Silene csereii Baumg.
Family: Caryophyllaceae
Silene csereii image
Morton Arboretum  
Plants annual or biennial, gla-brous and somewhat glaucous; tap-root stout. Stems erect, sparingly branched below inflorescence, robust, to 65 cm. Leaves: basal few, usually withering by time of anthesis, blade spatulate; cauline numerous, 2 per node, blade 1-veined, ovate-lanceolate to oblan-ceolate, 3-7 cm × 7-30 mm, margins entire, apex acute. Inflorescences many-flowered, open, bracteate; primary branches racemose, elongate, with sessile or shortly pedunculate cymes of 1-6 flowers per node; bracts narrowly lanceolate, 3-12 mm, hyaline-margined, apex acute. Pedicels ascending, ± straight, 1-2 times calyx, broadening at calyx base. Flowers: calyx often obscurely ca. 20-veined, elliptic, abruptly contracted at base, opening constricted to 2 its diam., slightly inflated in flower, 7-10 × 3-4 mm, in fruit tightly enveloping capsule, ovoid, thin, enlarging to 9-13 × 5-7 mm, herbaceous, margins narrow, membranous, dentate with broadly triangular lobes to 1 mm, glabrous, veins obscure, usually purple tinged, without conspicuous, pale commissures, longitudinal, parallel, not obviously reticulate; petals white, clawed, claw equaling calyx, limb deeply 2-fid into 2 spatulate lobes, to 5 mm, appendages ca. 0.5 mm; stamens exserted, to 2 times length of calyx; filaments usually dark purple; stigmas 3, exserted, to 2 times length of calyx. Capsules ovoid, equaling calyx and sometimes splitting it, opening by 6 recurved, narrowly lanceolate teeth; carpophore ca. 1 mm. Seeds grayish brown, plump, broadly reniform, 0.6-1 mm, with concentric rings of papillae; papillae slightly longer than broad. 2n = 24. Flowering summer. Cultivated fields, roadsides, waste land; 0-1600 m; introduced; Alta., B.C., Man., Ont., Que., Sask.; Colo., Conn., Idaho, Ill., Ind., Iowa, Maine, Md., Mass., Mich., Minn., Mo., Mont., N.H., N.Y., N.C., N.Dak., Ohio, Pa., S.Dak., Vt., Wash., Wis., Wyo.; Europe. Often confused with Silene vulgaris, S. csereii may be readily separated by the long, racemose primary branches of its inflorescence, the elliptic calyx that is constricted at both ends, tightly enclosing the capsule and lacking obvious reticulate venation, and the purple filaments.

Annual or biennial herb with a stout taproot to 1 m tall Stem: upright, sparingly branched below the inflorescence, with a somewhat waxy coating (glaucous). Inflorescence: an open cluster of many flowers, subtended by bracts. Primary branches elongate, with stalkless or short-stalked clusters (cymes) of one to six flowers per node. Bracts 3 - 12 mm long, narrowly lance-shaped, with thin, transparent margins. Flowers: white. Stalk ascending, more or less straight, longer than the calyx. Stamens ten, exserted, up to twice as long as the calyx. Styles three, exserted, up to twice as long as the calyx. Sepals: fused at the base into a tube (calyx). Calyx tube 7 - 13 mm long, 3 - 7 mm wide, elliptic to egg-shaped, constricted at the base, 20-veined (ten long, ten short), with short lobes. Lobes usually tinged purple, to 1 mm long, and broadly triangular. Petals: five, white, 3.5 - 6 mm long, clawed, two-lobed. Lobes spatula-shaped. Claw equal to calyx. Fruit: a dehiscent capsule, three-chambered, opening by six recurved teeth, equal to calyx, egg-shaped, tightly enveloped by calyx. Seeds grayish brown, to 1 mm long, broadly kidney-shaped, plump, roughened. Basal leaves: few, often withering by flowering time, spatula-shaped, thick, with a somewhat waxy coating (glaucous). Stem leaves: numerous, opposite, two per node, clasping, 3 - 7 cm long, 0.7 - 3 cm wide, egg- lance-shaped to reverse lance-shaped with a pointed tip, one-veined, thick, with a somewhat waxy coating (glaucous).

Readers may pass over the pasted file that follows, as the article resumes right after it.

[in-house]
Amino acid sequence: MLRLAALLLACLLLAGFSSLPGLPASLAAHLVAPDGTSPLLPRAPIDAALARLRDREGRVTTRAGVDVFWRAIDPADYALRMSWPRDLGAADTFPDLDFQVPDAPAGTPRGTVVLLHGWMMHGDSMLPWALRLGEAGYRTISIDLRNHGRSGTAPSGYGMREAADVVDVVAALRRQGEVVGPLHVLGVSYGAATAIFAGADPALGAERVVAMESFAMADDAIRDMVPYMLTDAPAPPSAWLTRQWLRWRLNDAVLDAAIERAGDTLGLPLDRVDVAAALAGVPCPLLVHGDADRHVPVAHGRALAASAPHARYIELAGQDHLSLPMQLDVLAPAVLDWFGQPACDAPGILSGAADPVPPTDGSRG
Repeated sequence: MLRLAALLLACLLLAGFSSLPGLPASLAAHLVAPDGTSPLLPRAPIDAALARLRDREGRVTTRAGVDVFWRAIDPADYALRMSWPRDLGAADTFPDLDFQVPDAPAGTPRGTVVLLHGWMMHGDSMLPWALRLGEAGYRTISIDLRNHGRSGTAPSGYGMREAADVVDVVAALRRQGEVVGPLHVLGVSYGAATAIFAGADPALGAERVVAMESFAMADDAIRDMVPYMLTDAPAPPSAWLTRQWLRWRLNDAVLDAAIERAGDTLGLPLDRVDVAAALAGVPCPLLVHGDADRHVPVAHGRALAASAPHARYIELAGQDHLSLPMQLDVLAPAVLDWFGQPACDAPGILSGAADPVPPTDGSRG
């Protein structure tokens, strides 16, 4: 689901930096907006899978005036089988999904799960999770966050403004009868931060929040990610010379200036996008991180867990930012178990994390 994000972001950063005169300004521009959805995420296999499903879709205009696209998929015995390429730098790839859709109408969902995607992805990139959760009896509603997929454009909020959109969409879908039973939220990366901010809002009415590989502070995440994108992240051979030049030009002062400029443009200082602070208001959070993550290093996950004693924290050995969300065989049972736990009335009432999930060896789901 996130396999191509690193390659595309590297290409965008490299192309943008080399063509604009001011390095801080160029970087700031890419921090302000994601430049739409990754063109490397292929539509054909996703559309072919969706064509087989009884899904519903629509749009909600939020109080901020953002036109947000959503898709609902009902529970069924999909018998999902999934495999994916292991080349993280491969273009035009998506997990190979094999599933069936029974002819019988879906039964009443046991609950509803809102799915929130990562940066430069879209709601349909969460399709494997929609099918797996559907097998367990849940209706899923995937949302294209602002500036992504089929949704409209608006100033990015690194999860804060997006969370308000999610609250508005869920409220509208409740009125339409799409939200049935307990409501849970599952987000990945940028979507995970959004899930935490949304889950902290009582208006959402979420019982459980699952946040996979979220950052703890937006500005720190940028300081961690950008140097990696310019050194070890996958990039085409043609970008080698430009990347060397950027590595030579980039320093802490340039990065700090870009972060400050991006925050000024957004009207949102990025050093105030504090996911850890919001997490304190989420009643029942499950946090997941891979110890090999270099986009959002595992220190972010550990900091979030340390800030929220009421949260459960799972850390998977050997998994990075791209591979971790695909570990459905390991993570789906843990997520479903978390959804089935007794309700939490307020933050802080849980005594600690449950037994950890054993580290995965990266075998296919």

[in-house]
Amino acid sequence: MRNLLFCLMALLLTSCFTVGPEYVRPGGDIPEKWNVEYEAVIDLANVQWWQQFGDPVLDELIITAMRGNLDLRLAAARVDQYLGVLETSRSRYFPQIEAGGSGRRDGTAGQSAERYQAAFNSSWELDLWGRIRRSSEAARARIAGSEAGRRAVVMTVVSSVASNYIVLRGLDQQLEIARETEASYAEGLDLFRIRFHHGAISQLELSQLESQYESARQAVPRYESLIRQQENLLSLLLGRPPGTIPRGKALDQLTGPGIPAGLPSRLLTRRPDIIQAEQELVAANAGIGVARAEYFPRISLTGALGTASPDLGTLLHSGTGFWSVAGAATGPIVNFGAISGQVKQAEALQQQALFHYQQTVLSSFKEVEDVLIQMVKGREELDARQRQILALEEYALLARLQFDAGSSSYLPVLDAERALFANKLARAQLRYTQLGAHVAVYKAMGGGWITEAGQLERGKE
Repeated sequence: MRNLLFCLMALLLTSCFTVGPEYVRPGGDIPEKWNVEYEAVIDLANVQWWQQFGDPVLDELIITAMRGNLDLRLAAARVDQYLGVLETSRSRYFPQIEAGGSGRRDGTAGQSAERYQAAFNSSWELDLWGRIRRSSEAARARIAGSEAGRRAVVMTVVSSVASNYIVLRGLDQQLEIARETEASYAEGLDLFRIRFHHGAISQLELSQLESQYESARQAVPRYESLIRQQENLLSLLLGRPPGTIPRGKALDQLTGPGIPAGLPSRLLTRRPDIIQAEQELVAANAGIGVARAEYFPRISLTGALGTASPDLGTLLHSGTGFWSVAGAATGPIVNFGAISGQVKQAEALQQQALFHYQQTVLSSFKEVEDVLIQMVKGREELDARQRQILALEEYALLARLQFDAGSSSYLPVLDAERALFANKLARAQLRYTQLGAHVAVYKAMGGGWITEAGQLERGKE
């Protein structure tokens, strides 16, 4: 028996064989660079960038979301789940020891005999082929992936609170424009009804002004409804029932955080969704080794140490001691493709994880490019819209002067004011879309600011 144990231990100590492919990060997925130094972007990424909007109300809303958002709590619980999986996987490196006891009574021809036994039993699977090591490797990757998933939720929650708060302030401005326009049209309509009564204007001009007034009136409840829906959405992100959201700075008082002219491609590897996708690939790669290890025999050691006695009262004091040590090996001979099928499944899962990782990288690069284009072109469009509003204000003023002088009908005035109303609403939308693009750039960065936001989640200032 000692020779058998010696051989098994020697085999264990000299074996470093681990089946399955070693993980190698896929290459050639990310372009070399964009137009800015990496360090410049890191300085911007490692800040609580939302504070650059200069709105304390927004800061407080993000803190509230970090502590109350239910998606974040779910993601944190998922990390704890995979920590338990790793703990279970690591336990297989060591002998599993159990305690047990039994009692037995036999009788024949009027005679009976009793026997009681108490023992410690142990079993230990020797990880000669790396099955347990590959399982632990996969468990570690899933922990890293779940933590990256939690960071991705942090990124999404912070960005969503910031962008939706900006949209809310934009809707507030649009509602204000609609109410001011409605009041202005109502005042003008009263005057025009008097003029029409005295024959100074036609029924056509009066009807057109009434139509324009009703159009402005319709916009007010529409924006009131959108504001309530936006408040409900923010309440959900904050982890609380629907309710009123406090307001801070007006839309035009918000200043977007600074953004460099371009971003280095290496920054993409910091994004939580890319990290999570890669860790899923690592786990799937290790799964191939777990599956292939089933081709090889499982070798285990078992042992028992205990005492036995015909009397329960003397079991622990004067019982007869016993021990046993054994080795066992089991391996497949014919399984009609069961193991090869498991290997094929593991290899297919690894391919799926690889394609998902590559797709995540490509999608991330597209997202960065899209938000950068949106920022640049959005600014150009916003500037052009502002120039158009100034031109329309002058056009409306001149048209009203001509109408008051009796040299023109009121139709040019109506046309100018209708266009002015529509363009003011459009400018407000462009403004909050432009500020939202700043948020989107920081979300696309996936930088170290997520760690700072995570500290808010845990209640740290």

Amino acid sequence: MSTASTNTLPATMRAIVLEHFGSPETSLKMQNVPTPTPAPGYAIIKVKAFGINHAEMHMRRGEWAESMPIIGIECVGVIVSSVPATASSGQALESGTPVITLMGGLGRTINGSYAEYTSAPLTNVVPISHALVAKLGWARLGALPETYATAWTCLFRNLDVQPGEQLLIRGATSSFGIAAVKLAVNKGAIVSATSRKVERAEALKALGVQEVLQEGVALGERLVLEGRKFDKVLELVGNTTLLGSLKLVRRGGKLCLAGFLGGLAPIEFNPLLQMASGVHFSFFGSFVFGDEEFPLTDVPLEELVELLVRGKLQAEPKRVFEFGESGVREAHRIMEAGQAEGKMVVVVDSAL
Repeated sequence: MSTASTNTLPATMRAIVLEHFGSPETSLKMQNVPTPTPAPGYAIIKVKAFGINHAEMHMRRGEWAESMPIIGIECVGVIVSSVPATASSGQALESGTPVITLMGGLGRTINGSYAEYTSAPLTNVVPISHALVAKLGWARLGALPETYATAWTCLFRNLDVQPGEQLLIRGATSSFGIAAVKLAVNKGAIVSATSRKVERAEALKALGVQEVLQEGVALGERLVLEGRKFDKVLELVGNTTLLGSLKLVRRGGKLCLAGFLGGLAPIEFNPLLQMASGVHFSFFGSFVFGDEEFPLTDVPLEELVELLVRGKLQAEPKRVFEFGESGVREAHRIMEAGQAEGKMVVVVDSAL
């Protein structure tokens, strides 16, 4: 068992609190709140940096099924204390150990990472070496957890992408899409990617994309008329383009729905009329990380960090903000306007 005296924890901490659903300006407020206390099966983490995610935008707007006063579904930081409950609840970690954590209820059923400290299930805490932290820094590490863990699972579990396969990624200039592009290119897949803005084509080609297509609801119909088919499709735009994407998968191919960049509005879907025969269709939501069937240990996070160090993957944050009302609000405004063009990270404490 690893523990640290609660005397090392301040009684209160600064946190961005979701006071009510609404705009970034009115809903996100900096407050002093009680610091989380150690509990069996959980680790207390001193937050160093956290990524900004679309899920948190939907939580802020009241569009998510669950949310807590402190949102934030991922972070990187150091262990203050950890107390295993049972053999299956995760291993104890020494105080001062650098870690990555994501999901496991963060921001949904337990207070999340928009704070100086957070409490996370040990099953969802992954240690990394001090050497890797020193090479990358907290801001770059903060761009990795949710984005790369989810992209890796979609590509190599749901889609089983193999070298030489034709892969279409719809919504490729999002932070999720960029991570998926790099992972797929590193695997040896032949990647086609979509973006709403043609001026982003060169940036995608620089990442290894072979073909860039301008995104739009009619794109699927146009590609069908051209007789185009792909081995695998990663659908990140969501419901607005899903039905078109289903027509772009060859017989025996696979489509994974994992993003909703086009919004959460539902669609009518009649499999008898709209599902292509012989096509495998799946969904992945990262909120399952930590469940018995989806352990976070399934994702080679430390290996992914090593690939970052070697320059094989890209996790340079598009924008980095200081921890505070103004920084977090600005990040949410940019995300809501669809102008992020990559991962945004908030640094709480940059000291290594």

Similar species: No information at this time.

Flowering: late May to early October

Habitat and ecology: Introduced from Europe. Common in waste ground, especially along railroads.

Occurence in the Chicago region: non-native

Etymology: Silene probably comes from the Greek word sialon, meaning saliva, referring to the sticky secretion on many of these plants. It may also have come from the word seilenos, referable to Silenus-a foam-covered, drunken character in Greek Mythology.

Author: The Morton Arboretum

From Flora of Indiana (1940) by Charles C. Deam
I have this species from Benton and Montgomery Counties. In Montgomery County, I found several large colonies in ballast, and on the right of way of the Monon Railroad about 2 miles south of New Richmond. Apparently well established here. Fassett reports a specimen from Lake County collected by Umbach which is now in the herbarium of the University of Wisconsin. I have a specimen from Lake County collected by Umbach which I am referring to this species. Charles M. Ek found it along a railroad in Howard County.


Indiana Coefficient of Conservatism: C = null, non-native

Wetland Indicator Status: N/A

A related biennial sp. of se. Europe, is also occasionally intr. in our range. It has broadly ovate lvs and a smaller, less inflated cal, only 10-12 mm in fr, with 10 long and 10 short veins and few or no anastomosing lateral veins.

Gleason, Henry A. & Cronquist, Arthur J. 1991. Manual of vascular plants of northeastern United States and adjacent Canada. lxxv + 910 pp.

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